Welcome to your daily roundup of important health news
Every day, an estimated 6,800 new peer-reviewed academic articles are published. That’s a whole lot of science to wade through—but don’t fret. We’ll do the legwork for you, each and every morning. Here’s your daily dose of the latest discoveries from journals, research institutions, and news outlets from around the world.
Don’t Ignore That Shoulder PainYour bum shoulder might be hinting at something more serious than a sloppy bench press technique: People at higher risk of heart problems are more likely to report shoulder issues like pain or rotator cuff issues, too, a study in Journal of Occupational and Environmental Medicinefound. So talk to your doctor about your shoulder issues—they may be hinting at heart disease risk factors you may need to get under control.
Discover the Most Expensive Health ConditionsResearchers from the Institute for Health Metrics and Evaluation discovered that we spent $2.1 trillion on health care in 2013—and only 20 problems accounted for half of all spending. The most expensive condition? Diabetes topped the list, with an estimated $101.4 billion in spending. Heart disease, low back pain and neck pain, treatment for high blood pressure, and falls rounded out the top 5, the new study in JAMA detailed.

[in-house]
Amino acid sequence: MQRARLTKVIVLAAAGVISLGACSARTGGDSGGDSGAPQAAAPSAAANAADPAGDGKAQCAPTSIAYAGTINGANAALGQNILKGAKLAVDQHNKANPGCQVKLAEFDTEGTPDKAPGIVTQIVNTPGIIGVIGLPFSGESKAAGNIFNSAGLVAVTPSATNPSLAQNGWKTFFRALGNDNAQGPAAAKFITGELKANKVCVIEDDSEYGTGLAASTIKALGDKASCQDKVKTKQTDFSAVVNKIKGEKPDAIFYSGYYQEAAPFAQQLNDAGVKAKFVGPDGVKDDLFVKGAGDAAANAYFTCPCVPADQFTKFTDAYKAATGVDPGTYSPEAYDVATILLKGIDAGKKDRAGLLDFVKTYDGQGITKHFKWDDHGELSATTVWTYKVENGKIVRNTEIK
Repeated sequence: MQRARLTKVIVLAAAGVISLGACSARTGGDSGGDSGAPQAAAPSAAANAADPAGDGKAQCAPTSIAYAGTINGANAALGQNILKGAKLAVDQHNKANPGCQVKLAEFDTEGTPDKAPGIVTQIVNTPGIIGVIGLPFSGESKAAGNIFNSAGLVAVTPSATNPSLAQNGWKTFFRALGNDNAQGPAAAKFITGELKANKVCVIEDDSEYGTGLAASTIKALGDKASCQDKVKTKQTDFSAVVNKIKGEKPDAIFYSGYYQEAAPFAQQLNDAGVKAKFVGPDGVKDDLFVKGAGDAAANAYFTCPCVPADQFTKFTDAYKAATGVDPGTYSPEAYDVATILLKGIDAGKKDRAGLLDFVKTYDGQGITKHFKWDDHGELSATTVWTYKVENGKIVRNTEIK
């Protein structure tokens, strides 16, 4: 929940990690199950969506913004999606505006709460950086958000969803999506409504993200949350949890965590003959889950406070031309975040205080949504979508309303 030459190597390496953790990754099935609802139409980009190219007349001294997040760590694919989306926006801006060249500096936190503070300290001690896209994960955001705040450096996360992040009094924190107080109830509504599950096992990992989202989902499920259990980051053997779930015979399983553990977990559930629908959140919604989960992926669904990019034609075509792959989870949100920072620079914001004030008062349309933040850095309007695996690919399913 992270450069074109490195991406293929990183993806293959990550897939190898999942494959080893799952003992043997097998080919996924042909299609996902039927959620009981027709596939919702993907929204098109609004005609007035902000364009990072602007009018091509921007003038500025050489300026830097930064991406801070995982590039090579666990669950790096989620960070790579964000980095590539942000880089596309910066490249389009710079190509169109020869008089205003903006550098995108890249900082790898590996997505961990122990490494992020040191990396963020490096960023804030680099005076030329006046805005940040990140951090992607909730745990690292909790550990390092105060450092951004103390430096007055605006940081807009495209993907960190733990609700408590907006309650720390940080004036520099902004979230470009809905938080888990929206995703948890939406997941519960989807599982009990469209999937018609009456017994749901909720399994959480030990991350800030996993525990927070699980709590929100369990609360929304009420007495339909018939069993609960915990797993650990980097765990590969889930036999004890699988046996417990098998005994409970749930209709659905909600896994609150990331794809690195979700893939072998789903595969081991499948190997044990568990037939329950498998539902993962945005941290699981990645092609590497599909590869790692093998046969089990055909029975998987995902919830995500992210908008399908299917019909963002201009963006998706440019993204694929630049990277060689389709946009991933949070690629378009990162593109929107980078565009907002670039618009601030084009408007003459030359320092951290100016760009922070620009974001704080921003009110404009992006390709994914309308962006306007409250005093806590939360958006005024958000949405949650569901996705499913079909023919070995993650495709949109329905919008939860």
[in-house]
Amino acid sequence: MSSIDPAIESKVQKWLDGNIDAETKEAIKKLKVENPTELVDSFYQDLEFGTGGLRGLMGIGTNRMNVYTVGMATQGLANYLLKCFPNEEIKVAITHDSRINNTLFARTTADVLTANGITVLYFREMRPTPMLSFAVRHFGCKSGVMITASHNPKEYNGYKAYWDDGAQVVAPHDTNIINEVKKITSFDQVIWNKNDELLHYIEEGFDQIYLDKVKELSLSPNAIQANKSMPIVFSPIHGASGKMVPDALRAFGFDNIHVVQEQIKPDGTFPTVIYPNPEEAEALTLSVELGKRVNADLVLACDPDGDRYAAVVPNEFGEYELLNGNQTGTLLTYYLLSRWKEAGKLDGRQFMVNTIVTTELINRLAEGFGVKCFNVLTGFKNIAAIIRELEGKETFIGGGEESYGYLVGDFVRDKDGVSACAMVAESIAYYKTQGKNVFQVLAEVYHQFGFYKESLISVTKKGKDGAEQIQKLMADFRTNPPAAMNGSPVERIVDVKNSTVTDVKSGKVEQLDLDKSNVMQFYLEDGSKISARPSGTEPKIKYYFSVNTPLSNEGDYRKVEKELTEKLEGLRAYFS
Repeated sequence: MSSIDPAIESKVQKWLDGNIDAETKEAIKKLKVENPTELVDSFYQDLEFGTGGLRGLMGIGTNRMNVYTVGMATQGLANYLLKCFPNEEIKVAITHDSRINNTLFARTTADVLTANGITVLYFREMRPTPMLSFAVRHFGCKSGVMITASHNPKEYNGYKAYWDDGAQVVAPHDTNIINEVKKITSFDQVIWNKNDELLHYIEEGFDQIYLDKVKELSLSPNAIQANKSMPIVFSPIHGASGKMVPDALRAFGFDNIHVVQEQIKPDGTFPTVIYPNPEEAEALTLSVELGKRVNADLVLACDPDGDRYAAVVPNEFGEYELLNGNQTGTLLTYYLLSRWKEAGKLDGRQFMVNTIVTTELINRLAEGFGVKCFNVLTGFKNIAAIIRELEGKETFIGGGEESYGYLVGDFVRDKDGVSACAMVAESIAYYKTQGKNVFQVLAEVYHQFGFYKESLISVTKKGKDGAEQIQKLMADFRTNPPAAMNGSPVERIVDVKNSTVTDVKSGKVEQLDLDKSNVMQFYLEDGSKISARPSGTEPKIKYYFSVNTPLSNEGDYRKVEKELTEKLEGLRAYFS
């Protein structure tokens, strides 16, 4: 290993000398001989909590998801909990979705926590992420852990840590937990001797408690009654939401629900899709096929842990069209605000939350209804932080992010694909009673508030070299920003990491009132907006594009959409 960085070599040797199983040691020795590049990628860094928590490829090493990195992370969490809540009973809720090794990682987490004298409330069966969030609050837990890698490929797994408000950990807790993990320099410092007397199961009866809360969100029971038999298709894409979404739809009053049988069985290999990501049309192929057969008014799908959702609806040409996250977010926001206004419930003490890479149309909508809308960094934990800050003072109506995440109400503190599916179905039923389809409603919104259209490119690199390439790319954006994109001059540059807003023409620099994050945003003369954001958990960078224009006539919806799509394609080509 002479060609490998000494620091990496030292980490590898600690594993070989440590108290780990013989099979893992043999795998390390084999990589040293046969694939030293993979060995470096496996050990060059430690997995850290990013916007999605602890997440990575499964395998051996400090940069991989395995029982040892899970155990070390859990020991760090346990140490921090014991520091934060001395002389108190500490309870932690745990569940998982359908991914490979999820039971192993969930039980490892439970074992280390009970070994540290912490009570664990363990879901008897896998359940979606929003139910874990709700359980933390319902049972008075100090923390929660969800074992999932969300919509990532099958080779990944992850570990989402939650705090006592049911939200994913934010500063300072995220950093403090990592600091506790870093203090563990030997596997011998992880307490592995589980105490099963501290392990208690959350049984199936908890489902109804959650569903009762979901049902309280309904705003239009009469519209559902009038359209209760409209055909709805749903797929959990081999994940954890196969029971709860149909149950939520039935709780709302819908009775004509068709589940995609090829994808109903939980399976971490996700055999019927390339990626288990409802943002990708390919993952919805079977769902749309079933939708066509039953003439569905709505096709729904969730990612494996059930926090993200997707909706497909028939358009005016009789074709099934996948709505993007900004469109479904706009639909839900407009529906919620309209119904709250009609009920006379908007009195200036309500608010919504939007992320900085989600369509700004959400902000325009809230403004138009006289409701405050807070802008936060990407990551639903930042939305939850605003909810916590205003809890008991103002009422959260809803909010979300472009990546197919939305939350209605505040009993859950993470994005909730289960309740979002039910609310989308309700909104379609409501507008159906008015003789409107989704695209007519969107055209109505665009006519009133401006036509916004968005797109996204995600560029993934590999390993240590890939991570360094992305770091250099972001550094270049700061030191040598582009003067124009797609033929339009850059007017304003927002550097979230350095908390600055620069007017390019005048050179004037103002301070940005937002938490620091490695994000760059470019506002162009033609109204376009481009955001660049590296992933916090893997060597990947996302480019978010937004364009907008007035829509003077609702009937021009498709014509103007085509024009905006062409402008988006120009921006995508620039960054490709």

Get Your Flu Shot NowExperts recommend you get your flu shot in the fall, before flu season really ramps up. But if you haven’t gotten pricked yet, do it now: Cases of flu often spike during and right after the holidays, as gatherings and travel bring lots of people in closer proximity to each other, the Centers for Disease Control and Prevention (CDC) told HealthDay. And pick a morning slot for your appointment. The vaccine may be more effective earlier in the day, as we reported previously.
Look Toward a Cancer-Free FutureCancer remains the second leading cause of death for men, and even though the government spends $5 billion a year on the disease, it hasn’t been cured yet. But leading experts in the field are making strides to treating it. The folks at MedPage Today asked oncologists across the country what they believed were the top advances in cancer in 2016, and a few common threads appeared: Immunotherapy—which uses your body’s own immune system to fight cancer— CAR T-Cell therapy—a type of targeted treatment—and lifestyle interventions rounded out the top 5 cancer developments this year.
Check the Scale At CollegeThe Freshman 15 might not be a total myth after all: The average student gains about 10 pounds over 4 years of college, researchers from the University of Vermont discovered. And by the end of college, 78 percent more students qualified as overweight or obese, which puts them at much greater risk of health conditions like diabetes and high blood pressure, the researchers say.